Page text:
In one embodiment, a lead extraction system is comprised of an outer catheter sheath and an inner catheter shaft. The catheter sheath is semi-flexible, strong and non-conductive, so that the lead extraction system can follow the implanted lead to its distal end where a scar tissue is attached, and extract said lead out of a patient. The catheter sheath comprises a sheath distal end, a sheath proximal end, and at least one lumen extended therebetween. A handle is secured to the proximal end of the catheter sheath. The catheter sheath contains an ultrasonic transducer at its distal end, whereas the ultrasonic energy is transmitted in the axial direction distal to the distal end. The deployment of the inner catheter shaft is controlled at the proximal end of the handle by a deployment mechanism. The catheter sheath can be advanced along the lead to the scar tissue site to dislodge the lead from said scar tissue by an advancing force at the handle. The transducer deployment means of the catheter sheath includes a retractable tip section that comprises an ultrasonic transducer, having a sharp distal end. In one embodiment, the sharp end has a relatively straight edge. In an alternate embodiment, the sharp end comprises a plurality of sharp points at its edge. In general, the ultrasonic transducer is not conductive. The tip section has a non-deployed state, when the catheter shaft is positioned inside the catheter sheath. This non-deployed state is maintained during the insertion operation of the lead extraction system into a patient, and during withdrawal of the system from the patient. The tip section of the catheter shaft has a deployed state when it is advanced out of the distal end of said catheter sheath. Deployment of the tip section is accomplished by a pushing action on a push-pull or rotating mechanism on the handle. In one embodiment, the degree of deployment is controlled by the pushing action at the push-pull mechanism on the handle and is proportional to the pushing distance on the push-pull plunger, which is quantifiable. The rotation of the catheter sheath can be accomplished either manually, mechanically or electromechanically from a rotating means located at the proximal end of the handle.
The distal end of the deployed ultrasonic transducer defines an ablation target of the scar tissue covering the implanted lead. The sharp distal end of the transducer is positioned to directly face the target scar tissue. A conducting wire which is secured to the base of the ultrasonic transducer means, passes through the lumen of the catheter sheath and through the interior void of the handle, and is thereafter secured to a contact pin of the connector at the proximal end of the handle. Therefrom, the conducting wire is connected to an external ultrasonic current generator for ultrasonic energy delivery.
During lead extraction operations, the lead extraction system, comprised of an outer catheter sheath and an inner catheter shaft, is inserted into the body through a natural body opening by sliding over an existing lead. After the system approaches the target scar tissue mass to be treated, the tip section of the catheter shaft is deployed by being pushed out of the catheter sheath from a deployment mechanism at the handle. Once positioned, the sharp ends of the ultrasonic transducer encircle the tissue mass. By a simultaneous or alternate mode, gradually pushing forward the catheter shaft against the tissue mass, and applying ultrasonic energy, the target tissue mass is loosened as a result of a combination of the ultrasonic energy, and mechanical cutting forces of the sharp ends of the ultrasonic transducer.
A fluid source is positioned at the proximal end of the handle for supplying a fluid flow through a lumen of said catheter sheath or shaft to the tip section, which contains a fluid vent opening. Therefore, at ablation time, the tip section with the ultrasonic transducer is positioned against the tissues to be ablated. The fluid is continuously or intermittently supplied through the opening to cover and rinse the tissue contact site of the transducers to render therapeutic purposes. The appropriate fluid flow rate for fluid irrigation is preferably in the range of 5 cc/min to 20 cc/min. Therapeutic fluid can also be supplied through the existing fluid by conveying/irrigation means.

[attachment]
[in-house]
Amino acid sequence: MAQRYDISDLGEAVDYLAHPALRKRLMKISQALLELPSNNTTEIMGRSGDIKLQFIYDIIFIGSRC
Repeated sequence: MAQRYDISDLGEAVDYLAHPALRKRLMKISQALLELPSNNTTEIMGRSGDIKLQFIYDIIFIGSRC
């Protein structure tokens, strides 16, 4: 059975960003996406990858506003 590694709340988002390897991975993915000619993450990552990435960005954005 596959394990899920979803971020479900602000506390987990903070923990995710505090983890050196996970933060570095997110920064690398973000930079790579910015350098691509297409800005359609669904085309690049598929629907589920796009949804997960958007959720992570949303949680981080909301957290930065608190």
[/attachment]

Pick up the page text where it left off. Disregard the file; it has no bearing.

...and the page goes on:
A fluid conveying lumen is associated with the elongated catheter sheath or catheter shaft, and is preferably disposed of within a separate lumen of the catheter shaft along the longitudinal axis thereof. The lumen is adapted to communicate with the fluid-supplying source, to convey fluid from the source and through the lumen to be discharged through the vent opening of the tip section and diffused out of the tip section containing the ultrasonic transducer.
This invention also comprises optionally a method and a system for controlling the flow rate of fluid through the lumen to optimize the energy delivering transducer means of the lead extraction system. The control system preferably regulates the flow rate based on signals representative of the temperature of the transducer tip and/or tissue impedance.
In a further embodiment, after the lead and its surrounding tissue is loosened, a locking stylet is used to engage the lead with the lead extraction system and the lead is removed by the said lead extraction system thereafter.
The system and methods of the present invention have several significant advantages over the currently known lead extraction systems or methods. In particular, the ultrasonic transducer having ultrasound ablation capabilities of this invention results in a more effective means for cutting loose the scar tissue and has a more effective means for removing the undesired lead from the implanted site.
Additional objects and features of the present invention will become more apparent and the invention itself will be best understood from the following Detailed Description of the Exemplary Embodiments, when read with reference to the accompanying drawings.
FIG. 1 is a schematic diagram of the ultrasonic transducer principles for the lead extraction procedures in a patient.
FIG. 2 is an overall view of the lead extraction system containing an ultrasonic transducer means at its distal tip section constructed in accordance with the principles of the present invention.